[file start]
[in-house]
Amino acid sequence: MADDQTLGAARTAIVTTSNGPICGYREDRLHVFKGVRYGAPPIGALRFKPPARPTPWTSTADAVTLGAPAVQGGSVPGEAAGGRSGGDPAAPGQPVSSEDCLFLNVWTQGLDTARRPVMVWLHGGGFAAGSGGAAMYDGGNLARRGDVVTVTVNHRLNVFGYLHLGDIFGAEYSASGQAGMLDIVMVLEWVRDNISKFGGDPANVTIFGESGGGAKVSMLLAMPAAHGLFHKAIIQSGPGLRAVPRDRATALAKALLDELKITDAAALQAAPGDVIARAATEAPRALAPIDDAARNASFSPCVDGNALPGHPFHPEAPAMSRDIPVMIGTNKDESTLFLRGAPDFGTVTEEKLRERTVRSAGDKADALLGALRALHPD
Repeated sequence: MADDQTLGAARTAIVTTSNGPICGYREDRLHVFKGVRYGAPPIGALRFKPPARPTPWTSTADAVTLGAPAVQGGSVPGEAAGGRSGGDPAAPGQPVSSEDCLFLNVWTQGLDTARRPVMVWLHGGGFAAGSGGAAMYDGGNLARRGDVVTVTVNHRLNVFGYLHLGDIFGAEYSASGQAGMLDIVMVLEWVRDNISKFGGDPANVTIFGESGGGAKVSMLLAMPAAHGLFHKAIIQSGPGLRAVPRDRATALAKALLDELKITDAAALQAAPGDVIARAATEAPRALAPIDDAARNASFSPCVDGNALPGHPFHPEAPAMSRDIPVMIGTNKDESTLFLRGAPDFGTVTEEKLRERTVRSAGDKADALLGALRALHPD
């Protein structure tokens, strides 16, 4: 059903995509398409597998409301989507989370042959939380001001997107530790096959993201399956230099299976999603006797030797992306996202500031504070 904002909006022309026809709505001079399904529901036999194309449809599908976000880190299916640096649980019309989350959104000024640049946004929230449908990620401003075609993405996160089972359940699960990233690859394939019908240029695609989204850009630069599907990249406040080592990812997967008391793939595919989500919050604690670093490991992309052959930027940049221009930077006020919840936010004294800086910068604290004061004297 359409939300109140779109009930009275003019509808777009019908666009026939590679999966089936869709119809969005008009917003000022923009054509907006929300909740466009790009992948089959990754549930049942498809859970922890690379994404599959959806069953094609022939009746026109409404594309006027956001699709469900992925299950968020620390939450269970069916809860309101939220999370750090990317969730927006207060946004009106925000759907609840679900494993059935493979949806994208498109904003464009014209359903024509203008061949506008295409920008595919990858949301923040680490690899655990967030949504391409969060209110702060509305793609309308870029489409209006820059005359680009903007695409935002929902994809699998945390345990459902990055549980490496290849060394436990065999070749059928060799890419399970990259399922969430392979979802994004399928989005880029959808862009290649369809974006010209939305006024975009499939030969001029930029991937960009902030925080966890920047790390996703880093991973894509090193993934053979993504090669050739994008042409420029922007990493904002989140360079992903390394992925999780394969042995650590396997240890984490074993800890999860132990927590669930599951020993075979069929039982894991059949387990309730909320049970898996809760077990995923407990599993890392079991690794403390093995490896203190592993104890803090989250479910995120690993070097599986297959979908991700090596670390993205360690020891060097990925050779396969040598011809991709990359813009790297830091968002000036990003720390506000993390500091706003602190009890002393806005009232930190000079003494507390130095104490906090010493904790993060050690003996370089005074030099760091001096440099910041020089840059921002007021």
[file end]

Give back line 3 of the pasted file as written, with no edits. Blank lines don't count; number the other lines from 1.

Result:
Repeated sequence: MADDQTLGAARTAIVTTSNGPICGYREDRLHVFKGVRYGAPPIGALRFKPPARPTPWTSTADAVTLGAPAVQGGSVPGEAAGGRSGGDPAAPGQPVSSEDCLFLNVWTQGLDTARRPVMVWLHGGGFAAGSGGAAMYDGGNLARRGDVVTVTVNHRLNVFGYLHLGDIFGAEYSASGQAGMLDIVMVLEWVRDNISKFGGDPANVTIFGESGGGAKVSMLLAMPAAHGLFHKAIIQSGPGLRAVPRDRATALAKALLDELKITDAAALQAAPGDVIARAATEAPRALAPIDDAARNASFSPCVDGNALPGHPFHPEAPAMSRDIPVMIGTNKDESTLFLRGAPDFGTVTEEKLRERTVRSAGDKADALLGALRALHPD